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FOSS Planetary Science Investigation 5: Moon Craters (7 days)
Big Idea
Although active geological processes, such as plate tectonics and erosion, have destroyed or altered most of the very early rock record on Earth, other objects in the solar system, such as lunar rocks, asteroids, and meteorites, have changed little over billions of years. Studying these objects can provide information about Earth's formation and early history.(K-12 Framework Core Idea ESS1.C)
Essential Questions
Are lunar craters the products of volcanism or impacts? How can you design an investigation to get more evidence about impacts creating craters?
How does the size of a crater and its ray length vary based on the height of a dropped marble?
How does the size of the incoming object affect the size of the crater? the length of the rays?
Are lunar craters the result of volcanism or impact?
Part 6: Does Earth have craters?
Part 7: Where did the moon come from?

Formulate questions based on observations that lead to the development of a hypothesis.
Keep a record of observations, notes, sketches, questions, and ideas using tools such as written and/or computer logs.
Display data collected from a controlled investigation.
Select appropriate resources for background information related to a question, for use in the design of a controlled investigation.
Analyze data obtained in a scientific investigation to identify trends.
Communicate the results and conclusion of the investigation.
Explain the role of a hypothesis in a scientific inquiry.
Form a logical argument about a correlation between variables or sequence of events (e.g., construct a cause-and-effect chain that explains a sequence of events).
Describe how a major milestone in science or technology has revolutionized the thinking of the time (e.g., global positioning system, telescopes, seismographs, photography).
Demonstrate safe behavior and appropriate procedures (e.g., use and care of technology, materials, organisms) in all science inquiry.
Analyze results of data collection in order to accept or reject the hypothesis.
Analyze the impact of a major scientific development occurring within the past decade.
Design an investigation to test individual variables using scientific processes.
Formulate a conclusion based on data analysis.
Describe how science is an ongoing process that changes in response to new information and discoveries.
Conduct a controlled investigation, utilizing multiple trials, to test a hypothesis using scientific processes.
Formulate new questions based on the results of a previous investigation.
Describe how the rock and fossil record show that environmental conditions have changed over geologic and recent time.
Perform measurements using appropriate scientific tools (e.g., balances, microscopes, probes, micrometers).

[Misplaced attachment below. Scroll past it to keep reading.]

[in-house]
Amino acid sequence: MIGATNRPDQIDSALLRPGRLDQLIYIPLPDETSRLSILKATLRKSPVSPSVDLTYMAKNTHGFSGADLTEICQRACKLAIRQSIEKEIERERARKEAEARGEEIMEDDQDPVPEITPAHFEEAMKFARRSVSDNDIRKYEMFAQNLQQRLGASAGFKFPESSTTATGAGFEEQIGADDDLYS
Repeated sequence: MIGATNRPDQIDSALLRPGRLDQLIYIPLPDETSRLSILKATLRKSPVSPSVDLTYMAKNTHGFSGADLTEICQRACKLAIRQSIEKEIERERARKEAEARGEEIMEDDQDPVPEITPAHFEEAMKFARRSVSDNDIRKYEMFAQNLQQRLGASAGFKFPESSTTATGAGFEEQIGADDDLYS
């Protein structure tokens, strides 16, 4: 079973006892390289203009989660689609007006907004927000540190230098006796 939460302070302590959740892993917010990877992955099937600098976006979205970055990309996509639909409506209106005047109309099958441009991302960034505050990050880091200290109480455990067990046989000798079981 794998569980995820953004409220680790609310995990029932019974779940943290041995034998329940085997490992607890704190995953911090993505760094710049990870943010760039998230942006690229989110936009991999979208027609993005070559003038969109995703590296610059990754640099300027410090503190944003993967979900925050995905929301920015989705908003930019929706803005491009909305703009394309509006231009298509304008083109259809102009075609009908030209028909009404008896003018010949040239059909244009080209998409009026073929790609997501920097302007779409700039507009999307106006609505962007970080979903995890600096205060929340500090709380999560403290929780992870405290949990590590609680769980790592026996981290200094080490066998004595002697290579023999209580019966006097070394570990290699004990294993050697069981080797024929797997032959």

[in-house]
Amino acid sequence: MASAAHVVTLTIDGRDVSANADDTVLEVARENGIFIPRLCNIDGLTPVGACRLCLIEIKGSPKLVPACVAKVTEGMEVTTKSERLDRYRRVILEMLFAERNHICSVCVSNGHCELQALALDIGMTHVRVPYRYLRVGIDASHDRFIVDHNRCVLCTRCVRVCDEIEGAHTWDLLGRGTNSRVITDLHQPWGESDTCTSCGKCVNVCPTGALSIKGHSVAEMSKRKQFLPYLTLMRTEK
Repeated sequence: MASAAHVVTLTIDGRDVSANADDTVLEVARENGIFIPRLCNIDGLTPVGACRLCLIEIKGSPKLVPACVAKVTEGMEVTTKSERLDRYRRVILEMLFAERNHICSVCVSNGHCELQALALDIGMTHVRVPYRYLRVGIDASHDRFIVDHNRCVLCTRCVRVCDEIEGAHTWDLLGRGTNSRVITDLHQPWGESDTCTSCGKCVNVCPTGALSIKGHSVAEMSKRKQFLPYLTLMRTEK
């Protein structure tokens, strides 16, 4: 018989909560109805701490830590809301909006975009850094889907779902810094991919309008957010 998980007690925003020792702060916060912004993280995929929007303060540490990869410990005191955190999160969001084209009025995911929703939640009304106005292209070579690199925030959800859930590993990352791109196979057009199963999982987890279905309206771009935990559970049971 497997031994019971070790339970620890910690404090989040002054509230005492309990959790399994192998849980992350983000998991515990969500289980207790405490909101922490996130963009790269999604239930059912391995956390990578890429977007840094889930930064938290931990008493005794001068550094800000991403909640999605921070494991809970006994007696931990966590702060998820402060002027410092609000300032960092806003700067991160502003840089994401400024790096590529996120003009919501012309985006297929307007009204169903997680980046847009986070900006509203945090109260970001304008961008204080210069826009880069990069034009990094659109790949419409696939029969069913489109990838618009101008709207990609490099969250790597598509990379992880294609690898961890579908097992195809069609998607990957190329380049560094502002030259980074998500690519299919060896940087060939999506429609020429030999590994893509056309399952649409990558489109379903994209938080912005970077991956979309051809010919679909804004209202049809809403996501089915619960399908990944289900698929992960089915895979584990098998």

Choose an appropriate graphic representation for collected data
  • line graph
  • double bar graph
  • stem and leaf plot
  • histogram
Explain the relationship among common objects in the solar system, galaxy, and the universe.
Conduct investigations Graph and analyze data Write explanations
Science & Engineering Practices
Students will drop objects into flour to model crater formation:
  • Planning and Carrying Out Investigations
  • Developing and Using Models
  • Obtaining, Evaluating, and Communicating Information
  • Analyzing and Interpreting Data
Engaging in Argument from Evidence:  students use evidence to support their claim on crater size
Engaging in Argument from Evidence:  students cite specifc evidence to support their claim on crater formation
  • Developing and Using Models:  student use computer simulations to weigh evidence on origin of the Moon
  • Engaging in Argument from Evidence
Content/Core Ideas
  • Craters of various sizes result when meteoroids of various sizes hit the Moon's surface.
  • Craters can be categorized by size and physical characteristics.
  • The Earth has had similar impacts but have been erased by dynamic processes on Earth.
  • The moon was formed by a massive impact early in Earth's history.
Crosscutting Concepts
  • Cause and Effect
  • Scale, Proportion, and Quantity
  • Systems and System Models
Learning Practices
CC: 7.RI.1:  Read The Controversy about Lunar Crater Formation
CC 7.W.1 Journal:  answer the Essential Question providing evidence
CC 7.W.1  Journal:  students write a position paper to supporting Shoemaker or Green on crater formation
CC:7.W.2: Journal:  students write a short essay on future impact events on Earth.
CC:7RI.1 Read The Crater That Ended the Reign of the Dinosaurs
CC:7.W.1  Journal:  students write a paper on the origin of the Moon citing evidence
Academic Vocabulary
  • meteoroid
  • impact
  • regolith
  • crater
  • ray
  • diameter
  • comets
  • asteroids
  • meteoroid
  • meteorite
  • ejecta
  • craters
  • simple craters
  • complex craters
  • terraced craters
  • flooded craters
  • ghost craters
  • basins
  • maria
  • tiny impact craters
  • ringed craters
  • superposed
  • sisters theory
  • daughter theory
  • big-impact theory
  • capture theory
Electronic Resources
Earth's Haunting Craters
Mid-summative Exam 5
Experimental Design
Journal--Postition Paper
Journal--Earth impact
Origin of the Moon Essay